As cloud adoption grows, cloud platforms, services, and cloud-hosted workloads are expected to comply with a growing number of international, state-level, and local regulations, as well as industry standards. Failure to comply with these rules may result in legal problems, penalties, fines and other adverse consequences for cloud users.
As the threat landscape becomes more sophisticated, cloud compliance and security are growing in importance. Cloud security compliance management is a set of practices and technologies that can ensure organizations comply with regulatory requirements, standards, and internal policies in the cloud, and maintain auditability of their cloud environments.
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Cloud service providers are vested in securing their cloud environment for customers, but they cannot control how organizations use their services. Cloud customers often assume that the CSP is solely responsible for security—thus, they fail to implement strong policies and access controls.
Organizations must understand their part in securing cloud environments, especially if they store or process sensitive data in the cloud. Cloud security vulnerabilities are often the result of poor practices and configurations. The level of responsibility for cloud security depends on the type of cloud service—public, private, and hybrid cloud deployments have different security needs.
The customer is sometimes responsible for securing operating systems, applications, and network traffic. Regardless of the cloud computing category, customers must always ensure the security of their access and data. Knowing what data resides in the cloud, who can access it, and what internal protections are in effect is crucial. Organizations must also understand the CSP’s obligations and the limits of their security responsibilities.
Likewise, the cloud provider is not solely responsible for ensuring data compliance. CSPs try to ensure their platforms and services are compliant, but customers must ensure the compliance of their stored applications, data, and third-party services.
Complying with security regulations generally requires continuous monitoring, regular testing, and periodic auditing of cloud operations. Businesses must understand their role in maintaining regulatory compliance in the cloud, including how industry standards and government regulations impact their cloud processes and data.
Related content: Read our guide to IaaS security (coming soon)
Organizations with sensitive data in the cloud should adhere to the relevant cloud security and compliance regulations and standards.
These security controls from the Cloud Security Alliance help security providers boost their security environments and simplify audits. The Controls Matrix also helps customers evaluate CSPs’ security posture. The Alliance’s STAR certification program verifies providers’ cloud security levels with exceptionally high standards. STAR also documents the top cloud providers’ privacy and security control offerings.
Any organization working with the US federal government must meet these cloud data protection regulations. Achieving FedRAMP compliance is often a long, arduous process. Organizations must submit a system security plan detailing their controls for evaluation and approval.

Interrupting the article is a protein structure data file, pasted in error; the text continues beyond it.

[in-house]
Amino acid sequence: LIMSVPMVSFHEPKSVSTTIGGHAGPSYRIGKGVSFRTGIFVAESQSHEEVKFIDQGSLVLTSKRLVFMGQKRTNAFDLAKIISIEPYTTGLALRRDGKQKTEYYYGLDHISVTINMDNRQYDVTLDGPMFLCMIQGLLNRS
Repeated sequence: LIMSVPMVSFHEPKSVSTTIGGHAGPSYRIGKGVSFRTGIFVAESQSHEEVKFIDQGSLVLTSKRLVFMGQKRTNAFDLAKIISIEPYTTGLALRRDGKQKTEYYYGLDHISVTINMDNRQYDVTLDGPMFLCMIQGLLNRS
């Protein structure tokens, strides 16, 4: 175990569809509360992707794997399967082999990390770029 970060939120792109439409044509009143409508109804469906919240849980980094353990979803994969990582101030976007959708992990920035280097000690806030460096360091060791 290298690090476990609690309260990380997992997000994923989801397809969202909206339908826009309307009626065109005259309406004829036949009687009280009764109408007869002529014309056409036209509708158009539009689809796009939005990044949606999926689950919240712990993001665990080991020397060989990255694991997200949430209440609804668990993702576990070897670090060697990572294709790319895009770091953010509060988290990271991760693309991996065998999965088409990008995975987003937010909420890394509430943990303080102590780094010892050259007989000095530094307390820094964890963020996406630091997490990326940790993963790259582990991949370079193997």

NIST standards are primarily for governmental agencies, but many private industries apply them too:
ISO standards address security for various technologies and systems, including several cloud security standards:
Well-architected frameworks offer best practice guidance for building cloud environments. Examples include:
Before deciding to use a cloud service and migrate data or workloads to the cloud, an organization must decide what information it can safely migrate.
If your assessment uncovers unacceptable risks, consider a hybrid cloud approach. This allows you to continue running sensitive or risky processes in a private cloud or on-premises physical servers. Data and workloads that do not introduce unacceptable risk can be moved to the cloud, integrating with on-premises resources across secure channels.
Once you have identified data or workloads that can be mitigated to the cloud, you need to start managing the associated risks.
Establishing a policy lets you select the cloud provider, cloud service, deployment model, and application that suits your requirements. Perform careful due diligence of your cloud provider and service providers such as SaaS vendors, to understand the security practices and internal controls they will apply to your information.
The ISO/IEC 27017 and ISO/IEC 27018 standards cover information security practices for cloud services. Due diligence on security policy and procedure typically means reviewing cloud service providers for ISO/IEC 27017 certification, and if you intend to store personally identifiable information (PII) in the cloud, check compliance with ISO/IEC27018 as well.
In addition, you can use the following guidelines to evaluate cloud provider security:
Cloud storage is a fast, portable way to manage organizational data. However, it also requires access controls and robust ways to back up the data. Most cloud providers offer replication and high availability for data, and these settings need to be configured at a level suitable for your data protection obligations.
Data encryption is one of the key protections against cybersecurity threats. However, relying solely on vendors in a cloud world can be risky. It doesn't make sense to use a provider's encryption if you believe the cloud provider could be compelled to grant access to your data by a foreign nation state or other considerations. Managing your own keys is typically the best approach.
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